In Zen, one is not sitting facing anything … To be sitting facing nothing: squaring of the circle: in resturants, in trains, in life, there is always someone who comes to sit facing us

      This, however, reminds me of a book I have somewhere, an art book full of only photographs (without captions) taken secretly of people staring into space on the Paris Metro. Each image intentionally captures the image of people we dare not look at whilst we all travel on the subway system (since we always avert our gaze)! This collection of photographs reveals something of the Zen ‘sitting facing nothing’, yet it is through aversion. This is not an affirmative gaze. It captures I think the difficulty to find an answer to your question ‘what might a “practitioner” of the Neutral actually do on a day-to-day basis?’

  2. Instead of trying to summarize everything I got from our reading of the Neutral, I’d just like to say, in response to James’s criticism last week that I agree with him that we should not be looking for visual (or others) examples of the Neutral. In my eyes the Neutral is, like the ‘informe’ defined by Yve-Alain Bois and Rosalind Krauss, an operation more than a specific image. I think this week’s section on Minimalism addresses this issue directly, when Barthes engages with Minimal Art. And his definition of a minimalist ethic (as opposed to a minimalist aesthetic) which would ‘contribute to harmonize the interior maximum of intensity … and the minimum exterior (world)’ (my awkward translation, sorry) is very evocative of the Neutral as a whole: it brings together the search for a just-so ‘justesse’ and balance, and the active refusal of our stereotypically passive notions of indifference, blandness, apathy that the Neutral risks being associated with. I don’t think we need a (visual, musical etc) embodiment of this dynamic – we need only to be able to catch glimpses of its operations around us every day. Thanks Sunil for organising this reading group, I hope to hear more from all the Neutrinos in the future.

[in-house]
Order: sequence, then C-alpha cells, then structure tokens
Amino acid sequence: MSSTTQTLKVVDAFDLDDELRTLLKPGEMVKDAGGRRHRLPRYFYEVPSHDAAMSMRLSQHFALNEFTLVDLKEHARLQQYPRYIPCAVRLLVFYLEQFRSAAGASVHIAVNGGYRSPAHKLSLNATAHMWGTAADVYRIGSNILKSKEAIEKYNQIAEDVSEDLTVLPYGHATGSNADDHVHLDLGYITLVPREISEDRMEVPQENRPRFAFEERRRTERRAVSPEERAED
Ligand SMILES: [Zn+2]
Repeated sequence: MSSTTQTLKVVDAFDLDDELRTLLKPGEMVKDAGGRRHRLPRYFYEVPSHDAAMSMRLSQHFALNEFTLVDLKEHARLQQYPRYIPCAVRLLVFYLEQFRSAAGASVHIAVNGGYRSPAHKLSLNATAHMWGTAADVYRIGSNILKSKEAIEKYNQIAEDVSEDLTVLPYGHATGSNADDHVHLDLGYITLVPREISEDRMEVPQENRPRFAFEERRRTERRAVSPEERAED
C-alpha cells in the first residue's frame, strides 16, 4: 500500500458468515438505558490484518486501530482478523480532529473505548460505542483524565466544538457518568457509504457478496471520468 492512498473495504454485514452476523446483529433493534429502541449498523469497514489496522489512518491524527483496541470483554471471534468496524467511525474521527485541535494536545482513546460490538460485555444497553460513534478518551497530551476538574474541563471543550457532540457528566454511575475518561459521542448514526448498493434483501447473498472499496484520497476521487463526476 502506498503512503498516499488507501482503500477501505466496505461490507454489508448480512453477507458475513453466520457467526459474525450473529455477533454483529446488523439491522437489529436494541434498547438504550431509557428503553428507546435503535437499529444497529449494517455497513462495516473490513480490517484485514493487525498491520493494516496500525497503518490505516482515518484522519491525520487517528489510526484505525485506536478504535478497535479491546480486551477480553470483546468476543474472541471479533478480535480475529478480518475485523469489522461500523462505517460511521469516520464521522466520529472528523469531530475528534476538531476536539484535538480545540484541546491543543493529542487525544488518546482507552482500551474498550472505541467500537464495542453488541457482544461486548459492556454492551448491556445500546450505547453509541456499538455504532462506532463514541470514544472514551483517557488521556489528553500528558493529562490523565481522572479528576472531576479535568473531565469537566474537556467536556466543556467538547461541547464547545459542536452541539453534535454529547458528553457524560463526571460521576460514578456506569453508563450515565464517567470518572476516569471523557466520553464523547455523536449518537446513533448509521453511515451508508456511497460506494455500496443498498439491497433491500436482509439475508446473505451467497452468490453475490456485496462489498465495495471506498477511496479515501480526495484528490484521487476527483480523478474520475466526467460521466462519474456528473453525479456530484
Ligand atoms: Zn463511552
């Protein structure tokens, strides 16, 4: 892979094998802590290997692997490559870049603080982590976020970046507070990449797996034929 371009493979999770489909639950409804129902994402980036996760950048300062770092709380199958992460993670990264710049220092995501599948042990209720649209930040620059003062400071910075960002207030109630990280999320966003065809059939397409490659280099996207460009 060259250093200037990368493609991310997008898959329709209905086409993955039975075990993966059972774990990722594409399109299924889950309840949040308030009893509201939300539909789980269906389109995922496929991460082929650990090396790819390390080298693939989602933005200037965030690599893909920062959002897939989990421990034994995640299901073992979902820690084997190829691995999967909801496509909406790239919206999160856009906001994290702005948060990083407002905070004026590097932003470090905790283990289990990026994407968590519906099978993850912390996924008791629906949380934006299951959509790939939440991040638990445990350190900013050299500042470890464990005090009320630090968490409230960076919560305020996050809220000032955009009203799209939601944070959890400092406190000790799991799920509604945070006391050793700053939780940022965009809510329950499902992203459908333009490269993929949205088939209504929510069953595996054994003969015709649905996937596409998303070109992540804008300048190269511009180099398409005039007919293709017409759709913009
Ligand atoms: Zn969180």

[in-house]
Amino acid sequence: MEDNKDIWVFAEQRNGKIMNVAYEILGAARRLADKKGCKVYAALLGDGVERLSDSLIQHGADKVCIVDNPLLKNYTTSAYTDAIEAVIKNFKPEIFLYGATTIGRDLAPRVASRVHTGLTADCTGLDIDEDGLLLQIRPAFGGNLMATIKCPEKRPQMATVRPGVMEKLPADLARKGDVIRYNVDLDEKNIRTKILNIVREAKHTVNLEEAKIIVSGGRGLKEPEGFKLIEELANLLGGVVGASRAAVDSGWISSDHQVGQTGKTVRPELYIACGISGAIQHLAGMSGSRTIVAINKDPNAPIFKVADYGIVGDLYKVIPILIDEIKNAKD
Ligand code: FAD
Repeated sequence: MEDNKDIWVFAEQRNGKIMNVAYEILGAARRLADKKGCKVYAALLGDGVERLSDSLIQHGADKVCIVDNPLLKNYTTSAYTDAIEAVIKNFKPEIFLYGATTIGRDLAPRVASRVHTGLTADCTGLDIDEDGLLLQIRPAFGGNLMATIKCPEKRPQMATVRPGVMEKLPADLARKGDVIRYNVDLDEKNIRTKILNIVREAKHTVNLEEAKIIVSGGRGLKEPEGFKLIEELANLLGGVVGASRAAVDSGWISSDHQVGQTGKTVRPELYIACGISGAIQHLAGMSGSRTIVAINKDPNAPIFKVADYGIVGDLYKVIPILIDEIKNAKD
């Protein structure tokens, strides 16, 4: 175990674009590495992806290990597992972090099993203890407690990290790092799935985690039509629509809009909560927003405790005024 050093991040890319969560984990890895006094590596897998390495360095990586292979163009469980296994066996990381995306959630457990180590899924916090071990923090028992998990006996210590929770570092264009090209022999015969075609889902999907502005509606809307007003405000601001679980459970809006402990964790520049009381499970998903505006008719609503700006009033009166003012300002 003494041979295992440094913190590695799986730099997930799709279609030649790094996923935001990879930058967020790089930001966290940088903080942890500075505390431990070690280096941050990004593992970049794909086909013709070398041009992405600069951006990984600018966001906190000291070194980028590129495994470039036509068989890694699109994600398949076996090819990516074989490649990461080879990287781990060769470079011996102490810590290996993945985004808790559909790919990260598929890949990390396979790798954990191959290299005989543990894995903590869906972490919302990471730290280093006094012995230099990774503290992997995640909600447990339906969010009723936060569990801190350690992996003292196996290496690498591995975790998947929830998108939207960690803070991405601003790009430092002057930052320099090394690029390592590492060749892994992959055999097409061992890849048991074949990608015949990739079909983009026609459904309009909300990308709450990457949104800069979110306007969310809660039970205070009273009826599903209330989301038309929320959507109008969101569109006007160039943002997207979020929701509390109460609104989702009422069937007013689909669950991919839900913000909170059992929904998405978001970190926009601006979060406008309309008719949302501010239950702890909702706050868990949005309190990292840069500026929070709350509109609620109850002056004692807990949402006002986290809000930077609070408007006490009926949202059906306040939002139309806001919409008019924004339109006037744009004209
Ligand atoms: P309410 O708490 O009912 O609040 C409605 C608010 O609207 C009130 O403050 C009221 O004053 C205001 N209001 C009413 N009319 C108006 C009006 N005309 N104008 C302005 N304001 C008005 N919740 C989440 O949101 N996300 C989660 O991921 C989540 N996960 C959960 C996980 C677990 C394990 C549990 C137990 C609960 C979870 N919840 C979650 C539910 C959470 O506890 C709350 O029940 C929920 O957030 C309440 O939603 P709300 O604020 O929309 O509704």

• s.manghani

      I agree… the section on minimalism is very clear and instructive about the Neutral as an ‘operation’ or ethic. In conjunction with Yve-Alain Bois and Rosalind Krauss’ reading of Bataille’s ‘informe’ there is surely a great deal more to explore.

  3. s.manghani

    The reading for this final week are perhaps not as rich as the penultimate week’s readings, but feel satisfying as a gentle close – with no grand conclusion (which would only go against the whole thing!). However, the closing remarks on the androgyne are suggestive of much more. Personally I found the lines about ‘the maternal father, of the father with breasts: of the tender father…’ (p.194) very touching – too personal no doubt to properly respond to here online, but is definitely something I would like to explore further. In all, ‘Exit the Neutral’ feels very much like an opening, evoking the nascent as ever.

    In other news: As already mentioned, the section on minimalism (which I assume was never actually delivered by Barthes) offers a very useful statement on the Neutral as an ethics, not an aesthetics. Aesthetics have their role, as they must, but the Neutral cannot be identified with any particular instance. There are also remarks here on Spinoza (which tie in nicely with John Berger’s new book, Bento’s Sketchbook) as well as Tao and political minimalism (which would stand against what Barthes refers to as ‘political maximalism’!). As an aside, but rather nice, Barthes coins the term ‘hyperdemand’: ‘…when more energy is required to say no than to do the thing requested + hallucination of being targeted’. Surely this most succinctly describes our contemporary culture of spreadsheets, league tables and efficiency, as well as demands of social media (see Jodi Dean’s book Blog Theory).

    Having now brought the text to a ‘close’, and by way of a ‘summary’, I thought I could propose a shortlist of further reading and research. The following, then, is a list (in no order of importance) of authors and topics one might examine in order to deepen a reading of Barthes’ The Neutral and/or open up the topic to other areas.

    – Freud (on Leonardo)
    – Baudelaire
    – John Cage
    – Nietzsche
    – The Everyday
    – Tao & Zen
    – Pyrrho & skepticism
    – Bataille’s informe
    – Blanchot

    Further suggestions very much welcome…

  4. Gavin Wilson

    Farewell, or au revoir, Neutral.
    I have shared time with you, got to know you – a little, for you are enigmatic occasionally – and it seems unimaginable that we won’t meet again at some moment of moderate reflection.
    My thanks to all who have contributed, but especially those that I have read.
    Mostly, I send my gratitude to Sunil for having the energy and generosity to make these sessions possible.
    Thank you,
    Gavin Wilson